5 March 2018
The She Leads College Conference, taking place on Thursday 22 March, is a one-day event for girls in years 11 and 12, equipping participants with the practical skills and knowledge they need to become confident leaders. This year, we have an amazing line-up of inspiring young women who will discuss their pathways as trailblazers. Today, we chat to Joanna Richards, one of our incredible speed-networkers.
Joanna Richards is a PhD Candidate and gender consultant. She has worked on projects related to gender equality and representation for a number of clients including the Australian Broadcasting Corporation, the Office of the Honourable Andrew Leigh MP, the Australian Services Union to name a few. Joanna’s experiences have been rich and varied. While completing her degree in International Relations at the ANU, she spent a semester at the University of Nizwa in Oman, where she researched the complex experience of modern Middle Eastern women. This was followed by a scholarship to Harvard University to attend a fine arts conservatory, where she first discovered the power of discourse, and the value of the speech floor. In 2015, Joanna was the winner of the ACT Telstra’s Young Business Woman of the Year for her work in an Australian startup company. Her treatment as a woman in the male dominated startup world heightened her interest in feminist research. After receiving First Class Honours for her thesis, she was awarded a scholarship to broaden her research into female leadership and corruption at the University of Canberra’s Institute for Governance and Policy Analysis. She is the first PhD candidate to be accepted into Virginia Haussenger’s 50/50 by 2030 Foundation.
Describe your leadership journey in 30 words or less.
I have had success in the start-up, acting, and research fields. Currently a PhD student with the 50/50 by 2030 Foundation at IGPA, researching women in political leadership.
What was (or is) your biggest leadership challenge?
The biggest challenge has been to maintain my own vision, especially given the strong and stringent definitions society has for success, leadership, and what constitutes a career. When I relay what I do for a living, sometimes people find it difficult to understand, and they struggle to marry together the different elements of my career. Persevering in the face of this concern and scrutiny has often been difficult. Trusting in myself to make the right decisions, and learning that not everyone has to understand what I do has been difficult, and it is something I still struggle with at times. I certainly don’t have a conventional career, but I think the world is changing, and the rules that applied to generations before are no longer relevant. Career paths are becoming more and more unique and individual. A big part of this challenge has also been saying no to opportunities that distract me off my path, no matter how attractive they are. The only way to overcome this is to know who you are and what you want extremely well.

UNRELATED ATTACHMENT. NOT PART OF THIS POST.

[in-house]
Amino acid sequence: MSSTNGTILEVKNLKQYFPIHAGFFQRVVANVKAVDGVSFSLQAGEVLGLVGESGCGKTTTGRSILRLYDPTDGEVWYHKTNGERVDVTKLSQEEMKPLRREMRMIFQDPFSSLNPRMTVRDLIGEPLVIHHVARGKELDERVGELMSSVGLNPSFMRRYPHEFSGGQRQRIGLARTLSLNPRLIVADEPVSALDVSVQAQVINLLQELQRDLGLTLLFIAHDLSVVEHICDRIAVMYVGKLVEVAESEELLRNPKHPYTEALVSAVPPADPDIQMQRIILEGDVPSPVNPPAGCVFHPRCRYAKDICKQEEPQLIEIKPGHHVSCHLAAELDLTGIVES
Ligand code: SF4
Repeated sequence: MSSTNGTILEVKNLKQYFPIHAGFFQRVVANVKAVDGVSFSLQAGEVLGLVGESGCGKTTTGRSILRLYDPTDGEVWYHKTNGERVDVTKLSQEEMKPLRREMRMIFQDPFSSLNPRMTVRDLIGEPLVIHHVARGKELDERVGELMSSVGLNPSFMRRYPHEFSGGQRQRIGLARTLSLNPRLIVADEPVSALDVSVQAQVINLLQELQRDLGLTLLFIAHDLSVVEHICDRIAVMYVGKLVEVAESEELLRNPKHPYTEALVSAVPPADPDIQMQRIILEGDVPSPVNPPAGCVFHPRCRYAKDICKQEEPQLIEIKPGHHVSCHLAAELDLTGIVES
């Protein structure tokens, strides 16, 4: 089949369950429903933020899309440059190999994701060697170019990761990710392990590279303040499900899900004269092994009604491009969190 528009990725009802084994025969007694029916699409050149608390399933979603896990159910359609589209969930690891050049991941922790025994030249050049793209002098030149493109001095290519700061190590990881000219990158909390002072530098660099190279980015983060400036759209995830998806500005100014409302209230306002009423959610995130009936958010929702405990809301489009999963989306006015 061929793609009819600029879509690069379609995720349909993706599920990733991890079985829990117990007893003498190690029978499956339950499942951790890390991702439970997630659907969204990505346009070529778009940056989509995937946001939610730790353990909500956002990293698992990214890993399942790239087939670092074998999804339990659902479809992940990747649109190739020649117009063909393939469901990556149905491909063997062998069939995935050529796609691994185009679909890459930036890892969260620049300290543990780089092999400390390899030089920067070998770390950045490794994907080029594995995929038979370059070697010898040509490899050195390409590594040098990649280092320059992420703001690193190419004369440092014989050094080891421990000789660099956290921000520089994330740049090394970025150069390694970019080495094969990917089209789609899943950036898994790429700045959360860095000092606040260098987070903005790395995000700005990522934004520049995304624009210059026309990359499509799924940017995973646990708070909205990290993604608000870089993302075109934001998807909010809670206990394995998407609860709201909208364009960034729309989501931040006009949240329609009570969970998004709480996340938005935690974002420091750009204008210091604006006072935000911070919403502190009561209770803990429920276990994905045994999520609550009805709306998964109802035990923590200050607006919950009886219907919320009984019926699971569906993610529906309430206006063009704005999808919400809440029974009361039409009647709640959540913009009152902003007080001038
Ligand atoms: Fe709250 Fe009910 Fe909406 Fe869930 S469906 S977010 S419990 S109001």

Instead of compromising what you want to fit the expectations of others, stay strong and wait until life brings you to the people who get it. If I had taken some of the opportunities I was offered, I know I would regret them today. Looking back, I am so glad that I made the decisions that I did.
Why do we need more women leaders, and what difference can women in leadership make in terms of gender equality?
As we have more and more women in leadership positions, our idea of what a woman in public life is changes. At present, there is a limited number of women for people to base their understanding of what a woman in a leadership looks like. Each new woman in leadership diversifies the expectation. Moreover, if we want to transform traditional power structures we need women in leadership. Women around the world know what it means to be mistreated, disrespected, and unacknowledged at work. Putting women into positions of power allows this knowledge to operationalised and considered as we work toward a better, fairer world.
What book should every aspiring woman leader read?
I think it really depends on what industry you are set on changing. For me, The Beauty Myth by Naomi Wolf was a really important read. When I read it, I felt as though I was being let in on some really important secret, and it lit a fire in me. I’ve read it about six times, because there was so much valuable information in there and I had to accept and digest what I was reading in my own time.
Share with us the best piece of advice you’ve been given.
Everyone in this room is talented, so be kind. Kindness is rare in the working world, and it honestly has the ability to change someone’s world. And also, my personal work mantra is to be open to everything, attached to nothing.